Developing a Comprehensive Patent Related Information Retrieval Tool

By Taduri, Siddharth; Yu, Hang et al. | Journal of Theoretical and Applied Electronic Commerce Research, August 2011 | Go to article overview
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Developing a Comprehensive Patent Related Information Retrieval Tool


Taduri, Siddharth, Yu, Hang, Lau, Gloria, Law, Kincho, Kesan, Jay, Journal of Theoretical and Applied Electronic Commerce Research


Abstract

In recent years, there has been a massive growth of regulatory and related information available online. This information is distributed across many different domains creating a problem for accessing and managing this data. This paper proposes a framework to access information across two such domains - patents and court cases. The framework is designed to boost the value of a set of patents based on information available in court cases by identifying and cross-referencing mutual information in the two domains. We test our framework by constructing a use case involving the hormone erythropoietin. A corpus of 1150 patents (including 135 closely related patents) and 30 court cases is gathered. Challenges associated with such integration and future plans are briefly discussed.

Keywords: Patents, Court cases, USPTO, Search, Information retrieval

(ProQuest: ... denotes formulae omitted.)

1 Introduction

The administration of the government creates and enforces laws and regulations at various levels. At the top most level are the federal laws passed by Congress which focus on a wide range of areas, including science and technology. These laws are codified in the United States Code (U.S.C.). Broad power is given to administrative agencies, such as the Food and Drug Administration (FDA), the Federal Communications Commission (FCC) and the United States Patent and Trademark Office (USPTO), in order to create and enforce rules and regulations that then appear in the relevant chapters of the Code of Federal Regulations (C.F.R.). Huge amounts of information pertaining to science and technology is buried in this system and distributed across various incompatible and sometimes disconnected domains. These domains can be broadly classified into laws, regulations, the documents in the administrative agencies, the documents generated by the court system and other scientific and technological literature. Comprehensive regulatory knowledge on a particular topic is typically spread across several of these disparate domains. For example, a company working in the field of Global System for Mobile Communications (GSM) would likely need to know about existing patents, court litigations involving any of these patents, their competitors' work, and the relevant scientific literature. All of this information is available in different domains, namely (a) the administrative agency (USPTO in this case), (b) the federal court system, (c) the pertinent laws and regulations, and (d) the scientific literature. The task of retrieving information or knowledge relating to GSM requires thorough study of documents across all these domains. With the explosive regulatory growth and related information in the recent years, thorough study of such documents has become a very laborious task involving many hours of manual crossreferencing across different domains due to the lack of smart tools. There is a need for integrating such diverse sources of information and providing a common interface that has the ability to search and correlate information in various domains.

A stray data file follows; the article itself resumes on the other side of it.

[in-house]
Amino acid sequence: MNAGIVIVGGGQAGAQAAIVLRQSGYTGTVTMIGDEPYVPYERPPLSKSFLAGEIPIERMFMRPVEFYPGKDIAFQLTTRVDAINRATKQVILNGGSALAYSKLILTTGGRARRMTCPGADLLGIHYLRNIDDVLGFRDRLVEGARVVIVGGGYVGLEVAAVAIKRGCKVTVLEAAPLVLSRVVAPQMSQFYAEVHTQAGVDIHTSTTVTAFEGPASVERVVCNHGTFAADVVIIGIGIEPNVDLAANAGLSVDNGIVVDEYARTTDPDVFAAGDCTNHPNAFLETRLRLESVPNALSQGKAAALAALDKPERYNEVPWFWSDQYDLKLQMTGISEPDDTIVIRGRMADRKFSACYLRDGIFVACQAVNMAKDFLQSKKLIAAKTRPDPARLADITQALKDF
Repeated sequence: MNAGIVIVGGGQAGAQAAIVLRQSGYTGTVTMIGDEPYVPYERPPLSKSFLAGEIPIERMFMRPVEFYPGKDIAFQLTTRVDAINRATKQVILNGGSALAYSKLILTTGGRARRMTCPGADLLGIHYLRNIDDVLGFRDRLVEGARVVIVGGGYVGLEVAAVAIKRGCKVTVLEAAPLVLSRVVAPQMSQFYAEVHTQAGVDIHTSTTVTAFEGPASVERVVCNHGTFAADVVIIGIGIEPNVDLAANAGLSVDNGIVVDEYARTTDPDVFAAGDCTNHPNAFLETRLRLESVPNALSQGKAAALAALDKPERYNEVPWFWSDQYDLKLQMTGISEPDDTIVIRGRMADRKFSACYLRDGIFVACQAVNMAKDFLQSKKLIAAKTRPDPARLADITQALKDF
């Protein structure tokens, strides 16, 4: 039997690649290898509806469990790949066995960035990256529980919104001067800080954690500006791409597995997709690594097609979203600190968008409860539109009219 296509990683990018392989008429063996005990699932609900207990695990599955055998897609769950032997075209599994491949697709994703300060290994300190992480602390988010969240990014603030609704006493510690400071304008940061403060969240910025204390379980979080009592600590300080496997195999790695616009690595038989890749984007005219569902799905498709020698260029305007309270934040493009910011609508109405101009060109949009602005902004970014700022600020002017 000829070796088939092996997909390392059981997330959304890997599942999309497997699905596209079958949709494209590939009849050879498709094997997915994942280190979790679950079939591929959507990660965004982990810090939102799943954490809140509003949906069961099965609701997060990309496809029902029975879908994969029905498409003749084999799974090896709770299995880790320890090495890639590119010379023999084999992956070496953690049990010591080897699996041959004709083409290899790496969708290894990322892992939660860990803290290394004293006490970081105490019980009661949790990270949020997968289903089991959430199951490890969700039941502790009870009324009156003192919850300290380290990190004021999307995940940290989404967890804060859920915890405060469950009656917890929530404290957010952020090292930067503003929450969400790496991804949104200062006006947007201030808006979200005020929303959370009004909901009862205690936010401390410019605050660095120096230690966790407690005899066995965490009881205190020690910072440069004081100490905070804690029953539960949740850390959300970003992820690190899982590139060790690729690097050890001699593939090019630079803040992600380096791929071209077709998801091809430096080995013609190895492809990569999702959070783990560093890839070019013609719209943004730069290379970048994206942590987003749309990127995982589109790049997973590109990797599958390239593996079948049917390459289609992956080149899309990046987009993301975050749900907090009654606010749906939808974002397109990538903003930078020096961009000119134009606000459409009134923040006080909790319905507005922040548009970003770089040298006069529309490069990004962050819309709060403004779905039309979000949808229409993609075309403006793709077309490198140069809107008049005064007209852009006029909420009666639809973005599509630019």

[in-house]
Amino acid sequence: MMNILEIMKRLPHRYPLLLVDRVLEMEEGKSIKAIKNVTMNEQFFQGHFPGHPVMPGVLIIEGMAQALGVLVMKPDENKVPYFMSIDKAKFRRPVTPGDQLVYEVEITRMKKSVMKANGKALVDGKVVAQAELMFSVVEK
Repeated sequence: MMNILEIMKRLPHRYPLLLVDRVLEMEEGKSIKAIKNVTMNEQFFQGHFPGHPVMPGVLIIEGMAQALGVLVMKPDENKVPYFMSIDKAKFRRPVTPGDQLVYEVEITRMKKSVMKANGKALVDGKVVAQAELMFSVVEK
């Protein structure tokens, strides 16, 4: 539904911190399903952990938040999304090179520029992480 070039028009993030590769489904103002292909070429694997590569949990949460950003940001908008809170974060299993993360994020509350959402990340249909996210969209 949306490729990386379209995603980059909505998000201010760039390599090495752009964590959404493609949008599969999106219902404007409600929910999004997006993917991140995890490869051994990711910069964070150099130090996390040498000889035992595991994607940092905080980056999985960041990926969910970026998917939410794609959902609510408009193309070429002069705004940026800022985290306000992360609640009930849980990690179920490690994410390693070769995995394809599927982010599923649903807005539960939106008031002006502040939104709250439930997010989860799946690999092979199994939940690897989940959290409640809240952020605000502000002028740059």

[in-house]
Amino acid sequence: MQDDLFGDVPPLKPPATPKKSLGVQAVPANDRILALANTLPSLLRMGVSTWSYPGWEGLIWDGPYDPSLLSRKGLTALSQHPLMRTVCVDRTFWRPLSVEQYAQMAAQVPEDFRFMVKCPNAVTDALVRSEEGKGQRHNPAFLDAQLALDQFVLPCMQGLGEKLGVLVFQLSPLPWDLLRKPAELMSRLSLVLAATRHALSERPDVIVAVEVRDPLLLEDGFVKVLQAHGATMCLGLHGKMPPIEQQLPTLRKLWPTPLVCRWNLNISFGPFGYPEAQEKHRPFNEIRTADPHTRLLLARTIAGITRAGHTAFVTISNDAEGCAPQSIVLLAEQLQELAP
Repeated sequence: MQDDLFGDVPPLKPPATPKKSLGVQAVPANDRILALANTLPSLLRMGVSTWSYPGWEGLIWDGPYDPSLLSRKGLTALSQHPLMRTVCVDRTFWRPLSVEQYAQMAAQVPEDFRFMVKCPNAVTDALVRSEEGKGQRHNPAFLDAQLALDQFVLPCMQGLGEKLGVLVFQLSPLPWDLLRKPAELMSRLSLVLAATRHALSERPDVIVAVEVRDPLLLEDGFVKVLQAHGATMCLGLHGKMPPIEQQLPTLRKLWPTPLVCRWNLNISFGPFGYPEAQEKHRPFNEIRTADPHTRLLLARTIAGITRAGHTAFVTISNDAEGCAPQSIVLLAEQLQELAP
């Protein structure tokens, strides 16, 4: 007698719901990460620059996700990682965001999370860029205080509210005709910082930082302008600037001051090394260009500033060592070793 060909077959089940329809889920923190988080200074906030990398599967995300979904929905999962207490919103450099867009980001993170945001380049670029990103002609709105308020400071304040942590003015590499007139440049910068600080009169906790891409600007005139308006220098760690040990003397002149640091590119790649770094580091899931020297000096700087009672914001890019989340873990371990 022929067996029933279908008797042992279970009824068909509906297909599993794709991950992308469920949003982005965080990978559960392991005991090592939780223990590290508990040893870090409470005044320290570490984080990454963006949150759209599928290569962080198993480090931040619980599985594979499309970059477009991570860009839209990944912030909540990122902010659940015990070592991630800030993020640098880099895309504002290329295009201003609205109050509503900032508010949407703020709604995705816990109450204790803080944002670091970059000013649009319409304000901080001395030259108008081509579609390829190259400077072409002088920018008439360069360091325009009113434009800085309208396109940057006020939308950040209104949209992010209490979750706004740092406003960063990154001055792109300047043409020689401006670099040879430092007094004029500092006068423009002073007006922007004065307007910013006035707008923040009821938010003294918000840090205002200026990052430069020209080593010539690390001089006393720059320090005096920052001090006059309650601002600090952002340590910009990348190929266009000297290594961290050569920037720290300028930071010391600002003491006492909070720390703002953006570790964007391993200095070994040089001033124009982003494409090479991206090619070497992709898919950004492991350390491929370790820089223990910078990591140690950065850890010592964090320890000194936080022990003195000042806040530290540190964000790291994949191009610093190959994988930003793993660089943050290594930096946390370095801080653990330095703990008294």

The recent years have seen a tremendous growth in research and developments in science and technology, and an emphasis in obtaining intellectual property protection for one's innovations. In 2009, around 485,312 patent applications were filed with the USPTO (Site 1). PubMed, a biomedical literature database, comprises of over 19 million records including MEDLINE citations. Searching for relevant information across these domains is a non-trivial task for two major reasons:

1. The domains are incompatible - The information in these domains is stored and expressed in different document formats, some of which are not computationally friendly.

2. The domains are highly distributed - The domains and the sub-domains are very widely distributed across many databases. For example, there are 94 federal judicial districts and 13 Courts of Appeal in the U.

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